Database of luminescent Minerals


Chemical Formula: Ca2ZnSi2O7

Familly: Silicates

Status: IMA-GP

Crystal System: Tetragonal

Mineral for Display: Yes


UV Type Main color Intensity Observation Frequency
Long Waves (365nm):      Violet blue WeakRarely
Mid waves (320 nm):      Violet blue MediumOften
Short Waves (254 nm):      Violet blue MediumVery often
Other colors SW:          
Blue , Violet ,

Daylight Picture

HARDYSTONITE with minor Willemite,
Franklin, New Jersey zinc mine, USA;
Photo and Copyright: James Van Fleet

Short Waves Pictures (254nm)

HARDYSTONITE (UVSW) with minor Willemite (fluo green)
and some Clinohedrite (fluo orange)
Franklin, New Jersey zinc mine, USA;
Photo and Copyright: James Van Fleet


Phosphorescence (in the common meaning of the term) seen by naked eye:

No Data


A classics for Franklin minerals collectors.

Some samples appear to fluoresce brighter under MW than SW; this phenomenon could be due to the fact that the response of the willemite often associated is duller under MW, so the fluorescence of hardystonite is better viewed. 


Main Activator(s) and spectrum:

Most Common Activator: Mn2+

Other activators:            Pb2+ , Ce3+ , Dy3+ , Gd3+ , Tm3+ ,

Peaks in the spectrum (nm):

Pb2+: 355nm
Ce3+: 378nm
Ce3+: 400nm
Mn2+: 525nm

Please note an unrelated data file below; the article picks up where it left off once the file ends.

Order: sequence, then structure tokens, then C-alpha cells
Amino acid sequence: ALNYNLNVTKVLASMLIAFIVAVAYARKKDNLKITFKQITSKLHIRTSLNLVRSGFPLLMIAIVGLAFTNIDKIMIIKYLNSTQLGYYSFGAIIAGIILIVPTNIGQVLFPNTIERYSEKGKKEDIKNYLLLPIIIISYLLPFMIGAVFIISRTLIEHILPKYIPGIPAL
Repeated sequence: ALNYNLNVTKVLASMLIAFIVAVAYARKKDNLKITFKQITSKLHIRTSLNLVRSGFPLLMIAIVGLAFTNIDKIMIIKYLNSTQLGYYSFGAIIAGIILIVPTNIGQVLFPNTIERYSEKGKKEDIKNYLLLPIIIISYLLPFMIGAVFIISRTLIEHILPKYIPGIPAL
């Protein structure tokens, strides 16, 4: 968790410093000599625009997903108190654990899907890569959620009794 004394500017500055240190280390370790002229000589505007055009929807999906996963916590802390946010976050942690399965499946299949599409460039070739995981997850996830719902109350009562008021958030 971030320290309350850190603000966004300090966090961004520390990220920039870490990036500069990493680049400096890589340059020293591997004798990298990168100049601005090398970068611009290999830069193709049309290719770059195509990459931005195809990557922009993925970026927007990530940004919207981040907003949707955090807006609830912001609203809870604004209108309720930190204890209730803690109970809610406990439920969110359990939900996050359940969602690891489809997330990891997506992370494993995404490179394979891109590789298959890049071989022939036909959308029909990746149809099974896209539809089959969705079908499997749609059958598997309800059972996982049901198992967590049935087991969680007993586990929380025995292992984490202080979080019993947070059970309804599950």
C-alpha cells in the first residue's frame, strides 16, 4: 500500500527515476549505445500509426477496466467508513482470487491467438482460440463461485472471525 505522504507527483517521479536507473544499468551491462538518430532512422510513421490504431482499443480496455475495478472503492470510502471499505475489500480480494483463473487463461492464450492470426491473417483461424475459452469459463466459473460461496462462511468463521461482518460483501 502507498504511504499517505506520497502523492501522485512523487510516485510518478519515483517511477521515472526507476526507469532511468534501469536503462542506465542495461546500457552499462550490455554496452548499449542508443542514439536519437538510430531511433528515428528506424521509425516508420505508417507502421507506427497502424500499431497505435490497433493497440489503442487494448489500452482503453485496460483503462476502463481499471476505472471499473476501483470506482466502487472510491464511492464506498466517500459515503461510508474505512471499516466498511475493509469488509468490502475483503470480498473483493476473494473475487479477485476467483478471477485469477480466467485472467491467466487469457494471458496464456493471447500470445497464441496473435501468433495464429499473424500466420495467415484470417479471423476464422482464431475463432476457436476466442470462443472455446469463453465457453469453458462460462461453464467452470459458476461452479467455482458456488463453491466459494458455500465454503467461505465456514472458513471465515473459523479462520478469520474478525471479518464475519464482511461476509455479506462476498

Mn2+: 545nm
Mn2+: 575nm
Gd3+ : 312nm
Dy3+ : 480, 575nm
Tm3+ : 452nm

Spectrum: Michael Gaft, Petah Tikva, Israel. Plot: Institute of Mineralogy, University of Vienna, Austria, with permission of the authors.


  To the spectrum gallery (2 spectra in the gallery)

Comments on activators and spectra:

Pb2+  : 355 nm 
Mn2+ :  525 and 575nm
Ce3+ : 378, 400 nm
Tm3+, Dy3+

Decay time: several ms

Best Locality for luminescence(*):

(*)Data are not exhaustive and are limited to the most important localities for fluorescence

Bibliographical Reference for luminescence:

Luminescence Reference on internet:

Mineralogical Reference on internet:

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Note: While all due attention has been paid to the implementation of the database, it may contain errors and/or accidental omissions. By nature, the database will always be incomplete because science always evolves according to new analysis.
A request providing no result means only that no such reference exists in the database, but it does not mean that what you are looking for does not exist, just not to our knowledge. If you think you have found an error or omission, please let us know via the contact page being sure to cite the source of information.


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